Mere Christianity | Study Guide

C.S. Lewis

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Mere Christianity | Book 4, Chapter 6 : Beyond Personality: Or First Steps in the Doctrine of the Trinity (Two Notes) | Summary

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Summary

In this chapter Lewis addresses the question of why God did not beget all of humanity to begin with. Instead He has subjected people to the difficult process of becoming "begotten" through the Atonement's transformation of biological life into spiritual life. It is humanity's free will that allows them to choose between infinite happiness and turning away from God. In choosing the latter, people have ensured that the process of becoming begotten will be difficult when it otherwise would not have been. Yet Lewis argues that speculating about how God's process might have been different makes no sense. God is the "irreducible Fact on which all other facts depend." Speculating on the issue is "nonsensical ... It is what it is, and there is an end of the matter." The same argument provides an explanation for the singularity of the begotten Son, who existed "before all worlds."

Lewis clarifies the previous chapter's description of humanity as a single organism in God's view. The unity of humanity does not negate the importance or reality of individuals. They are like "organs in a body," each with its own critical and unique contribution to make. Keeping this in mind, we mustn't attempt to erase the differences between humans, nor must we commit the error of forgetting what concerns our neighbor also concerns ourselves. Finally, it is not worthwhile to debate which error is the worse, for this is playing into the hands of the devil. Attempting to trick humans into conforming to the error they judge the lesser evil, "the devil ... sends errors into the world in pairs—pairs of opposites."

Analysis

Lewis elaborates on the ideas he presented in the previous chapter. He offers a few responses to the question of why only one son was begotten while humanity has to achieve the state through an arduous process. His first response is to lay the blame for the difficult process of becoming begotten squarely on humanity. We cannot blame God for the difficulty when we were the ones who chose to separate from Him. The difficulty is not God punishing us. We have built walls of ego against Him, and the tearing down of such defenses is, by its nature, a painful experience. This argument does not address the question of why only one son was begotten, but Lewis takes the question as an opportunity to emphasize that God is never punishing us or deliberately withholding himself from us. This idea of a vengeful and manipulative god is one he has been working to undermine throughout the text.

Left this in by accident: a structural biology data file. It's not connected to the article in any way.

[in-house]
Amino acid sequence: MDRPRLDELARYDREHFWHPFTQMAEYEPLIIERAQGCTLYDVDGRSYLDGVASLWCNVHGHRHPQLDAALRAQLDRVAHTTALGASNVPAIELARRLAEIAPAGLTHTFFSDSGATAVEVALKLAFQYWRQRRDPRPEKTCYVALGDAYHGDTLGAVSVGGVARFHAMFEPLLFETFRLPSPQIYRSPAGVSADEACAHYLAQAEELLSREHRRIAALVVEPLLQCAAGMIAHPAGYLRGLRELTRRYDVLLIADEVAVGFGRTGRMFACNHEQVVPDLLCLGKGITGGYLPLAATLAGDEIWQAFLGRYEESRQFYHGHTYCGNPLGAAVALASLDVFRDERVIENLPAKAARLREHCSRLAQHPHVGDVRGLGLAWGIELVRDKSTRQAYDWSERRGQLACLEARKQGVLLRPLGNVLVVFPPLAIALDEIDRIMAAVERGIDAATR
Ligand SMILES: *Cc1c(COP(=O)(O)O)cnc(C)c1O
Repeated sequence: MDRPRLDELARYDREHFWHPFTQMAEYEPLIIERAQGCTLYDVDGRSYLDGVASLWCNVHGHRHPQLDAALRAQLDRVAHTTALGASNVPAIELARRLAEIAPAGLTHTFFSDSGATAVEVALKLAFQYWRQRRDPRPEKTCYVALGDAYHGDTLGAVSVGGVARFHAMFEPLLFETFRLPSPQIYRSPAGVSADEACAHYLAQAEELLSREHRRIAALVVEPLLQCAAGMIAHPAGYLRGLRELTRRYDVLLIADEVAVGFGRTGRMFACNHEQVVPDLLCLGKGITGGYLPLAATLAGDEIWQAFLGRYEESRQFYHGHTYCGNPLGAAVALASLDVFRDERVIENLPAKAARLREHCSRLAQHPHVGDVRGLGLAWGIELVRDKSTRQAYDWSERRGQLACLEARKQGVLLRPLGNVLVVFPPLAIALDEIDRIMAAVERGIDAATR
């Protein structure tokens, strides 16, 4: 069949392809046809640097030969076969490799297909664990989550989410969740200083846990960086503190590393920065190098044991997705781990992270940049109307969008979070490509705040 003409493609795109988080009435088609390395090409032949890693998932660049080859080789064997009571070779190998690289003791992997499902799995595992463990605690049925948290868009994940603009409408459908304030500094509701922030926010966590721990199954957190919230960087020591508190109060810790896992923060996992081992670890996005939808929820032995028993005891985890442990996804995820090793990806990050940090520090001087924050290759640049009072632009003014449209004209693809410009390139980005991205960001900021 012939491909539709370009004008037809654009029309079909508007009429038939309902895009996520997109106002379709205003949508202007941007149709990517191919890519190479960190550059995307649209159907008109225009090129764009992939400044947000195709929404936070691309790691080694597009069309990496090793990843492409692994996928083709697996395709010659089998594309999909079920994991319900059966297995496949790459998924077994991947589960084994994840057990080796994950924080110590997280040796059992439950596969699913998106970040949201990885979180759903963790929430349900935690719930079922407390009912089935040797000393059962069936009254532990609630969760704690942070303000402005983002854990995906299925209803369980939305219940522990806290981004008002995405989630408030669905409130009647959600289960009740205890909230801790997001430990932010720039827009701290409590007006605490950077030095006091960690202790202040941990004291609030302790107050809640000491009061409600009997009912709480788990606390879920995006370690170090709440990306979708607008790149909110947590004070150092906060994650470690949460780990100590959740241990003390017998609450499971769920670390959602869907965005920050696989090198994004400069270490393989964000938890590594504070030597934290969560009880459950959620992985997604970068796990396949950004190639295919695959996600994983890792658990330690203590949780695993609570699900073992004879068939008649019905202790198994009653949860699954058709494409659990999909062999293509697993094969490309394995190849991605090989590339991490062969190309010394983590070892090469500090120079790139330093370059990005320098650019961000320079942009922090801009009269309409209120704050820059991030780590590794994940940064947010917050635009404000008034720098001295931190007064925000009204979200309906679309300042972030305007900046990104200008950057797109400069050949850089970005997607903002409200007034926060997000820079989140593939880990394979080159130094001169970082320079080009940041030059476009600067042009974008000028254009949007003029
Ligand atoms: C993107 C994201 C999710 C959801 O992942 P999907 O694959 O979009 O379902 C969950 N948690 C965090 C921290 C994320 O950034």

In placing the blame on humanity, Lewis is also dancing around the doctrine of original sin. God created humans free of sin and gave them free will. However, all future humanity fell from this original state of grace because Eve disobeyed God in the Garden of Eden. God instructed Adam and Eve not to eat the fruit of a certain tree because they would die. A serpent came to Eve and told her God lied: "For God doth know that in the day ye eat thereof, then your eyes shall be opened, and ye shall be as gods, knowing good and evil." Desiring wisdom, Eve ate the fruit with Adam. As a result they both became self-conscious, ashamed, and aware of their guilt in disobeying. Angry, God cursed all their descendants, condemning the human race in its infancy to struggle, to suffer, and to die. As part of the human organism, each of us shares in the transgression, guilt, and punishment occasioned by the actions of these first two humans.

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